Paso Doble starts with a shiny expanse of wet clay. One red slab forms the floor, a second, sprayed white, is a wall behind it. Over 50 minutes, the France-based theatre artist Josef Nadj and the Spanish painter Miquel Barcelo hack and squeeze the set around them, piling clay on to the walls or themselves, drawing pictures and squelching them out again. There are some boldly creepy moments, but Paso Doble is generally less fun than making mud pies.
It starts well. Bubbles form on the blank white wall, as Nadj and Barcelo push at it from the other side. It looks like mud near hot springs, or cooking porridge, until sticks and fingers poke through.
Emerging from behind the wall, Nadj and Barcelo get to work on the clay. They're neat figures, at least to start with: both in their early fifties, dressed in dark suits that quickly get covered in whitewash and red clay. Nadj is tall, thin, slightly hangdog. Barcelo is stockier, more emphatic.
Producing tools, they start cutting out spikes or balls, throwing them at the wall, pouring water into a hole. The process is matter-of-fact, with what looks like deadpan comedy quickly becoming dull.
Having attacked the clay, they start decorating themselves. Producing unbaked pots, they sit on them until they collapse, or mould them over their own heads. Tugging at their masks, they produce pigs, chickens, an elephant face with a long trunk. It's repetitive, but the tangled, squished faces do look sinister.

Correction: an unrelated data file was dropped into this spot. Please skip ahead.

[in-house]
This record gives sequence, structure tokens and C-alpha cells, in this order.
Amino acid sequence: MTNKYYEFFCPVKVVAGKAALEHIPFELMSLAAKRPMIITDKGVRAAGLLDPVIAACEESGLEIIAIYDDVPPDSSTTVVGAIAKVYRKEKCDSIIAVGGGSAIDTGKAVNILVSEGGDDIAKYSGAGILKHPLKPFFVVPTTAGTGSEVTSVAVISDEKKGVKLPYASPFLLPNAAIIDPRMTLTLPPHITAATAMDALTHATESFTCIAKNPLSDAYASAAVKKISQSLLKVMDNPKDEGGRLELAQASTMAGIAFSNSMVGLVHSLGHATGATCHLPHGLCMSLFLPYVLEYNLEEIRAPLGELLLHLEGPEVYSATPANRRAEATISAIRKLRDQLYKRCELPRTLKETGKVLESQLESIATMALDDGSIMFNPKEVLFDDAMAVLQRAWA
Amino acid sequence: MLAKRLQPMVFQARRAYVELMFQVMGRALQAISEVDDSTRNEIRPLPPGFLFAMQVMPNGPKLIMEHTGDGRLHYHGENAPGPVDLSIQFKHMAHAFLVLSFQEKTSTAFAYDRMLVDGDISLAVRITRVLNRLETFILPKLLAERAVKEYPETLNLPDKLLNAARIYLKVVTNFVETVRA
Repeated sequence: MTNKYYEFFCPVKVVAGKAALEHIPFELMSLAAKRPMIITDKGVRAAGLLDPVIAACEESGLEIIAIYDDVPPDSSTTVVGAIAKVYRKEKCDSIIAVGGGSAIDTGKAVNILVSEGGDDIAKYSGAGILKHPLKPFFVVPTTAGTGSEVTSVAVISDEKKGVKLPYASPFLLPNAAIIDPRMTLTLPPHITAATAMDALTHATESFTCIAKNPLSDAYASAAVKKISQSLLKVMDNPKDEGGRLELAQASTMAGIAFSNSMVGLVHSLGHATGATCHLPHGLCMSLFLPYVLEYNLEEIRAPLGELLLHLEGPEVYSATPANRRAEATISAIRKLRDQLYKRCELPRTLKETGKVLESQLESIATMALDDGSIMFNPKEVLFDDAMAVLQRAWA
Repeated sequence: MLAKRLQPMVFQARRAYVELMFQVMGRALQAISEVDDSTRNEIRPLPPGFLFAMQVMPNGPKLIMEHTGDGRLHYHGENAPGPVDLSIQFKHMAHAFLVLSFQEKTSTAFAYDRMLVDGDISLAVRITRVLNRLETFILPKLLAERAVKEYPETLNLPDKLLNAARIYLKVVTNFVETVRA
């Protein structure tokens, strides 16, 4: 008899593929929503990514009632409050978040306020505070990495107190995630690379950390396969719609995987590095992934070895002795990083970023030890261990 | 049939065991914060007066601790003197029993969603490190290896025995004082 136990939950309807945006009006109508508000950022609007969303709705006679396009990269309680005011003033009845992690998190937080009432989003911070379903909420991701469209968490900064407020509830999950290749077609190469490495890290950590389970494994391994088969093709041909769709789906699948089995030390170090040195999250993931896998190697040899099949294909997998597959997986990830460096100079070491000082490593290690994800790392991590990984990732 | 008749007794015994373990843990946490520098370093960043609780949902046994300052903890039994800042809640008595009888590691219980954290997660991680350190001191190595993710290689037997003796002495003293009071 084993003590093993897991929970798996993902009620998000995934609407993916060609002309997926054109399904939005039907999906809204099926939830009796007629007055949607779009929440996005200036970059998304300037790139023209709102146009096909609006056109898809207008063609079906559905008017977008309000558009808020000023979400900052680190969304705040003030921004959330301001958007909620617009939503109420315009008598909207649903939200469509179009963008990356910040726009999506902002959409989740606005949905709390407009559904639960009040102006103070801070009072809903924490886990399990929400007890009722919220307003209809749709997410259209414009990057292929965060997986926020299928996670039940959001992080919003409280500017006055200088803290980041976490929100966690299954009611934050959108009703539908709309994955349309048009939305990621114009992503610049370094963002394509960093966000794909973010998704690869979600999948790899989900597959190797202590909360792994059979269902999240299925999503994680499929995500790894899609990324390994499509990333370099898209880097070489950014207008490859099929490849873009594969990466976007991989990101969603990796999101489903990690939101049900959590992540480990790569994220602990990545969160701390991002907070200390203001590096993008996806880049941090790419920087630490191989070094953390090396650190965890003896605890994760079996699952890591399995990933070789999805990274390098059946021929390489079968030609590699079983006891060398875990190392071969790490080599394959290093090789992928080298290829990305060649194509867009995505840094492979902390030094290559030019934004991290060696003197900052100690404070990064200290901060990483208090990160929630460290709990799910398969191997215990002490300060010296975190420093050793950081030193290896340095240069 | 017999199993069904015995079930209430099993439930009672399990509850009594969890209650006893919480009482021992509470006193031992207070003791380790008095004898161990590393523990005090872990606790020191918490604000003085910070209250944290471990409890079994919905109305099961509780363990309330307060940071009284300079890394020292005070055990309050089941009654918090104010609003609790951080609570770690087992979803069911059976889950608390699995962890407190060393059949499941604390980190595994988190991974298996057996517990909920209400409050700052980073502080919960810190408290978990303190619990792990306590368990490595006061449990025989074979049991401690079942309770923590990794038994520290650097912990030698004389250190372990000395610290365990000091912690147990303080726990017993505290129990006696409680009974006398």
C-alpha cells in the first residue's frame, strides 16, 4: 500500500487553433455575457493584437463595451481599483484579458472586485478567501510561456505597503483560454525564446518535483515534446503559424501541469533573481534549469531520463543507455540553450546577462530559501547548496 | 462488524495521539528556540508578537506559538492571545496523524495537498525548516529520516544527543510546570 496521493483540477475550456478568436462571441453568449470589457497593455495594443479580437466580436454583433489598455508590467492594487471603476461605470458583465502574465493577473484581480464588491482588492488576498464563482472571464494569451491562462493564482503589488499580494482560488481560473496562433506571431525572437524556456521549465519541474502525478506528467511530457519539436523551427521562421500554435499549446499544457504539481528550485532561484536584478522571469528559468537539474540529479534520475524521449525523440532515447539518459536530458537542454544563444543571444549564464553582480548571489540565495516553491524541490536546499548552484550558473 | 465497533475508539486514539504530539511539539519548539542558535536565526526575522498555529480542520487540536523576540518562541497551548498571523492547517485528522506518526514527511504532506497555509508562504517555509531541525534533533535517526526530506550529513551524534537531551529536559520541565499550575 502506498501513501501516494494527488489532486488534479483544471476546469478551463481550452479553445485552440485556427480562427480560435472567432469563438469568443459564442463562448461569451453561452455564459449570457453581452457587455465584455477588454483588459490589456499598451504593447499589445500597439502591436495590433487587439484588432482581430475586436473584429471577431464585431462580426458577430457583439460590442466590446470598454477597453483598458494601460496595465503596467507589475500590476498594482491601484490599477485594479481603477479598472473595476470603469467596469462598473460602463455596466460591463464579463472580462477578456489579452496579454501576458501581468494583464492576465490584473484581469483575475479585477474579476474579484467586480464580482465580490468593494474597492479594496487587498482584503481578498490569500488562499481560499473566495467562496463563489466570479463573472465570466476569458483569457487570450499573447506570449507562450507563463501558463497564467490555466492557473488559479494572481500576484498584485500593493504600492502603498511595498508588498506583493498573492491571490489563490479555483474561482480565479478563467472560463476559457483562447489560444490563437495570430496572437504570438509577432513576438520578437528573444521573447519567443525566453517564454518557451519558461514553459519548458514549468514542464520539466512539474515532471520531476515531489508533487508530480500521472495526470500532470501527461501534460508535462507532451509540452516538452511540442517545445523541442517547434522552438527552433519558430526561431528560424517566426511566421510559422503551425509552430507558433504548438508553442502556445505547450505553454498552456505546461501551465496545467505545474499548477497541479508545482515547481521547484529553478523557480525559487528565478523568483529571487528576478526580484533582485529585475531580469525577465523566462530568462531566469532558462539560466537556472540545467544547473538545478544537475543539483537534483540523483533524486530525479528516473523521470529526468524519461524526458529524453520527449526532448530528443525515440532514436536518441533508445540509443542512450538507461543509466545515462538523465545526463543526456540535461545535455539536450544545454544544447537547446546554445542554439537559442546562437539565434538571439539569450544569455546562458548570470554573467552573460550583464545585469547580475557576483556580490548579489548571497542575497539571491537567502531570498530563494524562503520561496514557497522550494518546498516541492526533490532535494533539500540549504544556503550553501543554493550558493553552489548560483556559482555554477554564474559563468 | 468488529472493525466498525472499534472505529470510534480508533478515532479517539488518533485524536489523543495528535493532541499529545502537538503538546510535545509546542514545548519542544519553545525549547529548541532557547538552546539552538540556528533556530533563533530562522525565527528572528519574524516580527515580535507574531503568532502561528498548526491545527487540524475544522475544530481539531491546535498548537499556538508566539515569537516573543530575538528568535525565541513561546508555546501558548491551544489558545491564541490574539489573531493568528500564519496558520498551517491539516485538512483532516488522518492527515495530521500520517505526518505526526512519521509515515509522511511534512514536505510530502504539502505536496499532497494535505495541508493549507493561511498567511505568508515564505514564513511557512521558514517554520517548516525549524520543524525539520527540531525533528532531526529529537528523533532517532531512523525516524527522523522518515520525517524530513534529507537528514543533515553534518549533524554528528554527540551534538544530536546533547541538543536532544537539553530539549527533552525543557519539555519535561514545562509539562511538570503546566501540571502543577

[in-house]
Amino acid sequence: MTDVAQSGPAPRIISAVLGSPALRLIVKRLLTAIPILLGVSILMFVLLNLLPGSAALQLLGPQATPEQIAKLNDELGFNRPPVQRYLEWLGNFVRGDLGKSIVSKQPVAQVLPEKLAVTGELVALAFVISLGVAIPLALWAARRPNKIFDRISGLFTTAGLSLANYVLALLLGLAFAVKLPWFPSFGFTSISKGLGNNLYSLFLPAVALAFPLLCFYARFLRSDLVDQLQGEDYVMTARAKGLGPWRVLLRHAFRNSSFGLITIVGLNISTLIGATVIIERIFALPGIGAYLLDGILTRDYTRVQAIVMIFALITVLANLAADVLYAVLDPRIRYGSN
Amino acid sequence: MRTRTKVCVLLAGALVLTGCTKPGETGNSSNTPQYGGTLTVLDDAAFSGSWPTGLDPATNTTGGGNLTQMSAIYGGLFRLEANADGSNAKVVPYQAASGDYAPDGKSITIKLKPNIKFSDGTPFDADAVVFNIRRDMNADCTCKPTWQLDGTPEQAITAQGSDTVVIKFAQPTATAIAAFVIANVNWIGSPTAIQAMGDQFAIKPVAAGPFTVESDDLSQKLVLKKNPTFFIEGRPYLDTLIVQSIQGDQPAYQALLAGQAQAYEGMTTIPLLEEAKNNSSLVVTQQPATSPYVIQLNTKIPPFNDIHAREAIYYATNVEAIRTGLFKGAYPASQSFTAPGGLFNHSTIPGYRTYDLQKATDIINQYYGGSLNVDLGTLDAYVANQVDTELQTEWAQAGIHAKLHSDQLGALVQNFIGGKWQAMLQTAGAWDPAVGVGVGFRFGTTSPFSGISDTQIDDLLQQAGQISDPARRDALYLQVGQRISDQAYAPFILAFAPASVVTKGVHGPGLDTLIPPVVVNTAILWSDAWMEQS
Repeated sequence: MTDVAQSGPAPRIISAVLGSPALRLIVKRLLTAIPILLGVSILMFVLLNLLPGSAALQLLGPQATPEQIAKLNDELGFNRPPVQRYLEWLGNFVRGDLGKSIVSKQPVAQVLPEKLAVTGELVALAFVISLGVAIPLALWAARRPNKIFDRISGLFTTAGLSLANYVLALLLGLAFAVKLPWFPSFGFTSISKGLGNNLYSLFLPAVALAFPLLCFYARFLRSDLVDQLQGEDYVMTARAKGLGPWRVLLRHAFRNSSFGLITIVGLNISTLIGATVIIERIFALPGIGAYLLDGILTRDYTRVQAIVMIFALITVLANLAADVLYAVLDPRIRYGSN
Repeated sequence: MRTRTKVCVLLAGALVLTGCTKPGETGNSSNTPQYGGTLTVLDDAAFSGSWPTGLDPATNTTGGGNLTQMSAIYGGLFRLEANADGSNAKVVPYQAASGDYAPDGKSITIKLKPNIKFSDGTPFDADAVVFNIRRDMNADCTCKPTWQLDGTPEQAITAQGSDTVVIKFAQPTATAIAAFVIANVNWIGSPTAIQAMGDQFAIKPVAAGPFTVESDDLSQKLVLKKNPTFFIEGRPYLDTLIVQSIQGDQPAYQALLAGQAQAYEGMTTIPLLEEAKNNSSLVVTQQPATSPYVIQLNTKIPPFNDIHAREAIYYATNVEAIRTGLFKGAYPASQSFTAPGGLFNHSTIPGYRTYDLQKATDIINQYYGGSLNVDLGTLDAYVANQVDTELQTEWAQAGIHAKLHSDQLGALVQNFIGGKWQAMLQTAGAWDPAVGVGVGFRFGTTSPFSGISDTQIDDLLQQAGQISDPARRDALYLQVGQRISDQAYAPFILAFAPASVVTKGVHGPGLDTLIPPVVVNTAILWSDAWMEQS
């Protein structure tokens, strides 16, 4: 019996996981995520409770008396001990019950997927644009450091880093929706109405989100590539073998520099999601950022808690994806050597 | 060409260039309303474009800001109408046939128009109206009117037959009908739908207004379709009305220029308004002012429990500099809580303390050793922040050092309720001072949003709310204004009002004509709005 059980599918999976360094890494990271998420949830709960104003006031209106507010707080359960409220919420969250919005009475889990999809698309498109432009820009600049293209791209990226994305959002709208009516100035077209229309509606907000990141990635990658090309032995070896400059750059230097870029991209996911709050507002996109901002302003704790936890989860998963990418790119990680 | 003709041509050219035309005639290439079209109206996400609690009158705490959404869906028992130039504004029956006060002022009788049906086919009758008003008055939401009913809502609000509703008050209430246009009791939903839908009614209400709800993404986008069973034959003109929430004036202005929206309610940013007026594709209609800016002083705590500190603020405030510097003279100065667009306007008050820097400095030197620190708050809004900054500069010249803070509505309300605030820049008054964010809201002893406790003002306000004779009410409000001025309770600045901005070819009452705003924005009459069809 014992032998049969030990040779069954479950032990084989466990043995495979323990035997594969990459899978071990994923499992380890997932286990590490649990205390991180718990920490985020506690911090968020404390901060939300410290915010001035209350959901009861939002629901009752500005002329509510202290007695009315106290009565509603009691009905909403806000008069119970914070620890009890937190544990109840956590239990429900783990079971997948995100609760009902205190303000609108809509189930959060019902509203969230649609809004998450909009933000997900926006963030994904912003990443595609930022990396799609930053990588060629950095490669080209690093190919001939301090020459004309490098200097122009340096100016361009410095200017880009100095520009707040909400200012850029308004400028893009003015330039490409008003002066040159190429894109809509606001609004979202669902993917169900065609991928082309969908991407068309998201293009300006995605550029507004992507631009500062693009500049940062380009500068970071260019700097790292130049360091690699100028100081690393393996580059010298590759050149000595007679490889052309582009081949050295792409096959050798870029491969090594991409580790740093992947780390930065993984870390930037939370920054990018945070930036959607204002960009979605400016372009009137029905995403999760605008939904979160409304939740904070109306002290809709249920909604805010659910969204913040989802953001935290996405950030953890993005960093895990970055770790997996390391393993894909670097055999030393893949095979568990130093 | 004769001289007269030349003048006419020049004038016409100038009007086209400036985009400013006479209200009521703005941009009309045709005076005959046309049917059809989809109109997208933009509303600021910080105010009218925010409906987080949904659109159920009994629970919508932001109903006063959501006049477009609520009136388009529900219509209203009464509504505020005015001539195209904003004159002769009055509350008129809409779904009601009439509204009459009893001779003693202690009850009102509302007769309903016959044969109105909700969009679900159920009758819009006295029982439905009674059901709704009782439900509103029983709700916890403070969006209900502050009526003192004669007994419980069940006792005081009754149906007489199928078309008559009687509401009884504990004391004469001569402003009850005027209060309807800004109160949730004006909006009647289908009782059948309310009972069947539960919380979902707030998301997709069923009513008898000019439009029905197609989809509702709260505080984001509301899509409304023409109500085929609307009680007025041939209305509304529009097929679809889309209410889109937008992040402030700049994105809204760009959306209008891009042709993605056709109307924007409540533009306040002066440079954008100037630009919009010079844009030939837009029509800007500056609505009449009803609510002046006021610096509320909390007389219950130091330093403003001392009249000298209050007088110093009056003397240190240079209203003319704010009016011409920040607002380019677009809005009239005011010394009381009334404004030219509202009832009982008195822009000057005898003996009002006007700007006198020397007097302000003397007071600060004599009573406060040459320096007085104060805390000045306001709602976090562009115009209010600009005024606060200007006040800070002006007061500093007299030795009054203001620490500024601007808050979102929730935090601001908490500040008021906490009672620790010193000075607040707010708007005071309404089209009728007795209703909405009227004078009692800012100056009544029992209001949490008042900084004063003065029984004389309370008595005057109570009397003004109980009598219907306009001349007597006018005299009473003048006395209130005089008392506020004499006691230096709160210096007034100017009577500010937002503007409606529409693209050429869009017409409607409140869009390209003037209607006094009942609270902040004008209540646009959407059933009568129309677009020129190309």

Nadj, in particular, pulls his clay masks close to his face: has he left himself room to breathe? It's more worrying when Barcelo starts sculpting the clay, with Nadj still inside it. He thrusts his fingers into the mask, making eye holes – just how close are those gouging fingers to Nadj's own eyes? At last, weighed down with several layers of clay, Nadj falls against the wall, kneeling with his face against it. Barcelo then sprays the whole wall white, making Nadj an integral part of the composition.
There are ideas here: the unnerving clay masks, the transformation or humiliation of Nadj. But they remain pedestrian, with too much repetition. The process of changing the clay isn't lively enough for performance, while the final installation isn't striking enough as sculpture. It did, however, have a hold on this audience. At the end, people crowded down to the stage, ready to take photographs of the finished, mangled wall.
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